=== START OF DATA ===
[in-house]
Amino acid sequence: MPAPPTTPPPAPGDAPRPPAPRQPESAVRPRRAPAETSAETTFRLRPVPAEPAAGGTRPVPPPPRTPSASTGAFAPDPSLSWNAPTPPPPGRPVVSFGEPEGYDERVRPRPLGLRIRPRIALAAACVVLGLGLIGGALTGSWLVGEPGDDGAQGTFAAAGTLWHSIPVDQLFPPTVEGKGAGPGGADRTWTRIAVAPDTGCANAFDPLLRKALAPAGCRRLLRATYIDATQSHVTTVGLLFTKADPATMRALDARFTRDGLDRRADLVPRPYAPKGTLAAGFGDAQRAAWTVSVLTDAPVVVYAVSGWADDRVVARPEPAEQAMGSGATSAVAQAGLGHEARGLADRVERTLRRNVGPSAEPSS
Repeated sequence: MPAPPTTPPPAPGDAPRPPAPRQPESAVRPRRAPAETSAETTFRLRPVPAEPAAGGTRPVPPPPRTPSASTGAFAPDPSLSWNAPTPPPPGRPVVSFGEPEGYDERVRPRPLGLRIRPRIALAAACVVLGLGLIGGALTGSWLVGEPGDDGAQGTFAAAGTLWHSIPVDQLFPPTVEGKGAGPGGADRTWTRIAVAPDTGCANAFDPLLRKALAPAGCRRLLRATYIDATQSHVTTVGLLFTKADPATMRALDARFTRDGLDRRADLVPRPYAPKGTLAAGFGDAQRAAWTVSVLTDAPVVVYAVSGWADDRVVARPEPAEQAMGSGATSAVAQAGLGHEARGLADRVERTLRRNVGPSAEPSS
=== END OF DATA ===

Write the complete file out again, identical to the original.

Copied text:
[in-house]
Amino acid sequence: MPAPPTTPPPAPGDAPRPPAPRQPESAVRPRRAPAETSAETTFRLRPVPAEPAAGGTRPVPPPPRTPSASTGAFAPDPSLSWNAPTPPPPGRPVVSFGEPEGYDERVRPRPLGLRIRPRIALAAACVVLGLGLIGGALTGSWLVGEPGDDGAQGTFAAAGTLWHSIPVDQLFPPTVEGKGAGPGGADRTWTRIAVAPDTGCANAFDPLLRKALAPAGCRRLLRATYIDATQSHVTTVGLLFTKADPATMRALDARFTRDGLDRRADLVPRPYAPKGTLAAGFGDAQRAAWTVSVLTDAPVVVYAVSGWADDRVVARPEPAEQAMGSGATSAVAQAGLGHEARGLADRVERTLRRNVGPSAEPSS
Repeated sequence: MPAPPTTPPPAPGDAPRPPAPRQPESAVRPRRAPAETSAETTFRLRPVPAEPAAGGTRPVPPPPRTPSASTGAFAPDPSLSWNAPTPPPPGRPVVSFGEPEGYDERVRPRPLGLRIRPRIALAAACVVLGLGLIGGALTGSWLVGEPGDDGAQGTFAAAGTLWHSIPVDQLFPPTVEGKGAGPGGADRTWTRIAVAPDTGCANAFDPLLRKALAPAGCRRLLRATYIDATQSHVTTVGLLFTKADPATMRALDARFTRDGLDRRADLVPRPYAPKGTLAAGFGDAQRAAWTVSVLTDAPVVVYAVSGWADDRVVARPEPAEQAMGSGATSAVAQAGLGHEARGLADRVERTLRRNVGPSAEPSS